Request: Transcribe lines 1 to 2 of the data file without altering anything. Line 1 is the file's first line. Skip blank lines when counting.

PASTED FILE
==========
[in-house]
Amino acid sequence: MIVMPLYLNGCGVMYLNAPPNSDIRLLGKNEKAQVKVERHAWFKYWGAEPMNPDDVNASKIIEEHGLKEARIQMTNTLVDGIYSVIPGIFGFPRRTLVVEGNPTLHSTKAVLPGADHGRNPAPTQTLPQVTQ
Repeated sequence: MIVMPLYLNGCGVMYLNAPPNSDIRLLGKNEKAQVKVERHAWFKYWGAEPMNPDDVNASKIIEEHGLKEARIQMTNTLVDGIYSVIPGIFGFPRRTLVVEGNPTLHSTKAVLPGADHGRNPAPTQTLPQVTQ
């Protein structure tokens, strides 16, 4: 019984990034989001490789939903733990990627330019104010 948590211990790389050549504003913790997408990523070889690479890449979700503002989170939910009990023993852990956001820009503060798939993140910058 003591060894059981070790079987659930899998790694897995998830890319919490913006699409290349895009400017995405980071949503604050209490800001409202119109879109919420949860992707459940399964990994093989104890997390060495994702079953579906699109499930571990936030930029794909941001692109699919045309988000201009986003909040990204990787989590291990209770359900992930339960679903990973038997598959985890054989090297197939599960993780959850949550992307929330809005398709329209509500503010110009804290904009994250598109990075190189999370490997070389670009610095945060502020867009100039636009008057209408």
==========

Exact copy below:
[in-house]
Amino acid sequence: MIVMPLYLNGCGVMYLNAPPNSDIRLLGKNEKAQVKVERHAWFKYWGAEPMNPDDVNASKIIEEHGLKEARIQMTNTLVDGIYSVIPGIFGFPRRTLVVEGNPTLHSTKAVLPGADHGRNPAPTQTLPQVTQ